White House Press Secretary Jen Psaki matter-of-factly rebuffed an anti-abortion reporter who repeatedly grilled her as to how President Joe Biden, as a Catholic, could support a woman’s right to choose.

The question was likely in reference to the president’s repeated public condemnation of Texas’ radical abortion law.

The journalist involved was Owen Jensen, the White House correspondent for EWNT — The Eternal Word Television Network — a Catholic basic cable network in the United States. “Why does the president support abortion when his own Catholic faith teaches abortion is morally wrong?” Jensen inquired.

“He believes that it’s a woman’s right, it’s her body, and it’s her choice,” Psaki said in reply.

Jensen, seemingly dissatisfied with this explanation, followed up: “Why does the president…who does he believe should look out for the unborn child?”

“He believes that it’s up to a woman to make those decisions,” Psaki reiterated. “And up to a woman to make those decisions with her doctor.”

“I know you’ve never faced those choices, nor have you ever been pregnant, but for women out there who have faced those choices? This is an incredibly difficult thing,” Psaki added. “The president believes that right should be respected.”

Jensen attempted to follow up again, but Psaki accepted another query. “Go ahead, I think we gotta move on,” she told another reporter, asserting that Jensen had “plenty of time today.” (Not to mention that the majority of Catholics in the United States believe abortion should be legal.)

The abortion law went into effect in Texas on Wednesday, prohibiting abortion once medical professionals can “detect a heartbeat” from the fetus. This usually falls around six weeks of pregnancy — before most people even realise they’re pregnant.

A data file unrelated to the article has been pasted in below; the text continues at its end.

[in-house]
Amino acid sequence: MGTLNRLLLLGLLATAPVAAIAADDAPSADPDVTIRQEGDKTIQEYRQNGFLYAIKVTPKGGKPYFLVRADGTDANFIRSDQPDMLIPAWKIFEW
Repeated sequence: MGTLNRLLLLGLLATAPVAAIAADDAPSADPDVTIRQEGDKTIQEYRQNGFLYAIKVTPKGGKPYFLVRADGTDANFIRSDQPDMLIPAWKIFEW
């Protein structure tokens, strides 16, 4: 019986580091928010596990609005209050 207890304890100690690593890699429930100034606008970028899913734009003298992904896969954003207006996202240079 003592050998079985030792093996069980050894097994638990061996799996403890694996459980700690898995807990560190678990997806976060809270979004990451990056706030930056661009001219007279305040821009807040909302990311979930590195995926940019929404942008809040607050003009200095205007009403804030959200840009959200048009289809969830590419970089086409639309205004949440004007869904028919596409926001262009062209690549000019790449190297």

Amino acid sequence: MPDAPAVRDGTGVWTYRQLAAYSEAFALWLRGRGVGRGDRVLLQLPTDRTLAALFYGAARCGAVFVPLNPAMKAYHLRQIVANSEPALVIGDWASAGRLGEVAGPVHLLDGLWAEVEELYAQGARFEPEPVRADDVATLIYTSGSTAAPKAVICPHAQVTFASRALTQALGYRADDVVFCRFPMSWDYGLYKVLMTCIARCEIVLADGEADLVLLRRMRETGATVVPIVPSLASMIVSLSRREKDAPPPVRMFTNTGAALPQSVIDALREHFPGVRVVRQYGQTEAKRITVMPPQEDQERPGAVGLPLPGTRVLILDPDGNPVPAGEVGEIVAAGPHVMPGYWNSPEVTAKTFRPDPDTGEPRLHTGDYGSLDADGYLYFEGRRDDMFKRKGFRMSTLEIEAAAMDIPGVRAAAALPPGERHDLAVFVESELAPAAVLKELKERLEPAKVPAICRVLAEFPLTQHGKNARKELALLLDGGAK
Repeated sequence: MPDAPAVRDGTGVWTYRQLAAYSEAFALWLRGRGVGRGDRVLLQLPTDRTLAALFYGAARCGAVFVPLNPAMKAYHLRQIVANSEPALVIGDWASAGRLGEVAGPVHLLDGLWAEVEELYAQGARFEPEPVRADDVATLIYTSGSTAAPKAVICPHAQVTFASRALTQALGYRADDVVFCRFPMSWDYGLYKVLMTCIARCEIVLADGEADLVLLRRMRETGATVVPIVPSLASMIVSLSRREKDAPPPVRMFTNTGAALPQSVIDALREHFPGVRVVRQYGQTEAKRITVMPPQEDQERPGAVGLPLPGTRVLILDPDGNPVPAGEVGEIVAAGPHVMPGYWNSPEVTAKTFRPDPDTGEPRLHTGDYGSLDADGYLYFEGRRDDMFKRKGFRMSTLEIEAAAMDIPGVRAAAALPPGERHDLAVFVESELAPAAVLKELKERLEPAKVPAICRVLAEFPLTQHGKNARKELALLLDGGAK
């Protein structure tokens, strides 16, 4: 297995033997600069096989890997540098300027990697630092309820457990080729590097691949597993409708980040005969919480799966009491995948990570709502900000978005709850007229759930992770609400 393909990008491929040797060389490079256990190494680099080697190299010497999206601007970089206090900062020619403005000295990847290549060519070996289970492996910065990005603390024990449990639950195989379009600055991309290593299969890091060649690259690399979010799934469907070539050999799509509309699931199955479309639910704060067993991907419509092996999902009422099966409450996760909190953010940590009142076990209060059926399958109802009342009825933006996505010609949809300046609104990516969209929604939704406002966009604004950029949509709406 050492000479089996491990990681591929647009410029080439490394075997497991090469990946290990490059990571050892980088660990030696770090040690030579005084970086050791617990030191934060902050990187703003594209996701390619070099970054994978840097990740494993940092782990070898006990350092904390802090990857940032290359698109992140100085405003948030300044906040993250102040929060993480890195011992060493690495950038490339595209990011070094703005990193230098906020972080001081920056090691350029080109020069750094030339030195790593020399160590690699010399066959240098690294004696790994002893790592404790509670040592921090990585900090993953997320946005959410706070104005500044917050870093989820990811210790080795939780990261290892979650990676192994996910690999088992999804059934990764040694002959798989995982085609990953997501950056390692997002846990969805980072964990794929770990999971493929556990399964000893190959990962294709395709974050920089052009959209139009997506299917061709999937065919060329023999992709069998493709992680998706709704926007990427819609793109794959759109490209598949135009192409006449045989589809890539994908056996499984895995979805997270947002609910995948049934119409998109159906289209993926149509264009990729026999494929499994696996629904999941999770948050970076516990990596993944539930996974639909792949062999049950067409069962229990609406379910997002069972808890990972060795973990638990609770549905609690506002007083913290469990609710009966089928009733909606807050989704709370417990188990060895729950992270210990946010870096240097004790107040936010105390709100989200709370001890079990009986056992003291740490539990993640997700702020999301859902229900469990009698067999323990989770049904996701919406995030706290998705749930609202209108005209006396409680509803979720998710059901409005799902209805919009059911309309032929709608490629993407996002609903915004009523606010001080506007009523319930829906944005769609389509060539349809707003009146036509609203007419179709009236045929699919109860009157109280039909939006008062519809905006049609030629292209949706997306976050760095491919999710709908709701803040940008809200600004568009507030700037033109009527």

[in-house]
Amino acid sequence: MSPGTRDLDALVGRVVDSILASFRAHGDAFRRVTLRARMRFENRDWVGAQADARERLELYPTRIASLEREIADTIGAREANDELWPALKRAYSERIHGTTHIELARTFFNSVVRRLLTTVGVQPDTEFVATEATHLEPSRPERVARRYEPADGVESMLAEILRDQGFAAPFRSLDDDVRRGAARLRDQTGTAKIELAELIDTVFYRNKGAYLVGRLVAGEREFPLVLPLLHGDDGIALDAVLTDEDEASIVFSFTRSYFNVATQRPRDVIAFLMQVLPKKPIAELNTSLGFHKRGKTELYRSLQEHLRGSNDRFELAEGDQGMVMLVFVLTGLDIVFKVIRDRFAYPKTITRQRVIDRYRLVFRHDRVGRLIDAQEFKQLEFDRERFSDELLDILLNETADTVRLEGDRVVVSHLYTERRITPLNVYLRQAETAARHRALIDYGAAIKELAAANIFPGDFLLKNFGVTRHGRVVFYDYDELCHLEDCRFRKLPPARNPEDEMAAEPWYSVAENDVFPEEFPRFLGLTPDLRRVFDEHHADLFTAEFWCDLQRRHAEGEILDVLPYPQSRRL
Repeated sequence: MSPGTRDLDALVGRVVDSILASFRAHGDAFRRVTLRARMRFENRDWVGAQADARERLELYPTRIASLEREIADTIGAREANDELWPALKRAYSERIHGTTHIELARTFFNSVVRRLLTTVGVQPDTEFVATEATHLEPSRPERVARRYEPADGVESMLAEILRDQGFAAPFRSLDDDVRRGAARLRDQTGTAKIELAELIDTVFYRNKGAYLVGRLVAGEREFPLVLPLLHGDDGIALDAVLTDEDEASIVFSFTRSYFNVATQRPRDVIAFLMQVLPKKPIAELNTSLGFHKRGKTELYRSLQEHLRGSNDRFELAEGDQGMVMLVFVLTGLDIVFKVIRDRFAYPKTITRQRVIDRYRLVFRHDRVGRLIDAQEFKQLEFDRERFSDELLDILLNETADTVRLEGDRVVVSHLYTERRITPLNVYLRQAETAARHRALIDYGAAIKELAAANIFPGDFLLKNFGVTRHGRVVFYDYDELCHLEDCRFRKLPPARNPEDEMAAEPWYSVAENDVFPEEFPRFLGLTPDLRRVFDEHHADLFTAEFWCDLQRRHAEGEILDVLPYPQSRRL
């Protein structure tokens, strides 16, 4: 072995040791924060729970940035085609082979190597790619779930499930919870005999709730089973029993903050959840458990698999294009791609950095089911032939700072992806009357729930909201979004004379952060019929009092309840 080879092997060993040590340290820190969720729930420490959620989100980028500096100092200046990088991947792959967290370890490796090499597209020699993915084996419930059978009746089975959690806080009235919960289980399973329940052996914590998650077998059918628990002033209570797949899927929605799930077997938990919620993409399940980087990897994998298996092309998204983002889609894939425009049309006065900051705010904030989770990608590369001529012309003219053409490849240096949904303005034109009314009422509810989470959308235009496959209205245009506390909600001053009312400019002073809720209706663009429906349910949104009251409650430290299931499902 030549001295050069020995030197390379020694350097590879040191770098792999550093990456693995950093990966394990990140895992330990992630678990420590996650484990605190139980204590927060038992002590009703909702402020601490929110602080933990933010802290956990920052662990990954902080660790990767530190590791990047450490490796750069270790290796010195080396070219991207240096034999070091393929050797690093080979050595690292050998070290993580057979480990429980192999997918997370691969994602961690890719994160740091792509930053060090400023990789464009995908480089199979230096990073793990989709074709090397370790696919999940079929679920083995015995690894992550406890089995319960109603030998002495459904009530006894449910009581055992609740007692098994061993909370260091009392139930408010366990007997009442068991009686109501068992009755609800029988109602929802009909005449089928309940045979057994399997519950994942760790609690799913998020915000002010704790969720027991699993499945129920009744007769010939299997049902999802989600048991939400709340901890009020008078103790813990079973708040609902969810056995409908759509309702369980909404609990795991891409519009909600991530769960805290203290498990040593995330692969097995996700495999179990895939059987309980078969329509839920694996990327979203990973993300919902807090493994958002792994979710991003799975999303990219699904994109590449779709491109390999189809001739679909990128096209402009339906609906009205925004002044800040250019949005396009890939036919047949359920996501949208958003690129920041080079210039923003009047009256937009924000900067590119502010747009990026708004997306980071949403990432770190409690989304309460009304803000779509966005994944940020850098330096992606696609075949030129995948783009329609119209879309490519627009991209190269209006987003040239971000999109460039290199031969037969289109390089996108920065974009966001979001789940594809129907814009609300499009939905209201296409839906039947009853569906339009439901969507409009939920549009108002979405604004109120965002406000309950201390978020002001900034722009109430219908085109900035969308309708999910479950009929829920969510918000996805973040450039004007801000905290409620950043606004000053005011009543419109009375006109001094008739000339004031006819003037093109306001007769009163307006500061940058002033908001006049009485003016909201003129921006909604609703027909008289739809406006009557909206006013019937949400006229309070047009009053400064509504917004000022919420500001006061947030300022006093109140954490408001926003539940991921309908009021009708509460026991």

What’s more, the controversial motion encourages citizens to pursue legal action against anyone who might possibly be involved with terminating a pregnancy after that point. This can mean anyone from doctors to friends to Uber drivers innocently — and unknowingly — transporting people to their abortion appointments after the six week mark. Citizens who win thee lawsuits can be rewarded up to $10,000 while those “involved” — unwittingly or otherwise — will ultimately be penalised.

In most states and countries wherein abortion is legal, people can get abortions until around 24 weeks. In some states, like New York, The Reproductive Health acts allows for abortions past that mark if someone’s life or health is at risk, or if the fetus is unviable.

Many pro-choice activists and politicians see the restrictive Texas law as the end of abortion rights as we know them, setting a dangerous precent for the rest of the country.

“Abortion access will be thrown into absolute chaos,” Amanda Williams, executive director of the abortion support group the Lilith Fund, told The Guardian. “Unfortunately, many people who need access the most will slip through the cracks, as we have seen over the years with the relentless attacks here in our state. It is unbelievable that Texas politicians have gotten away with this devastating and cruel law that will harm so many.”

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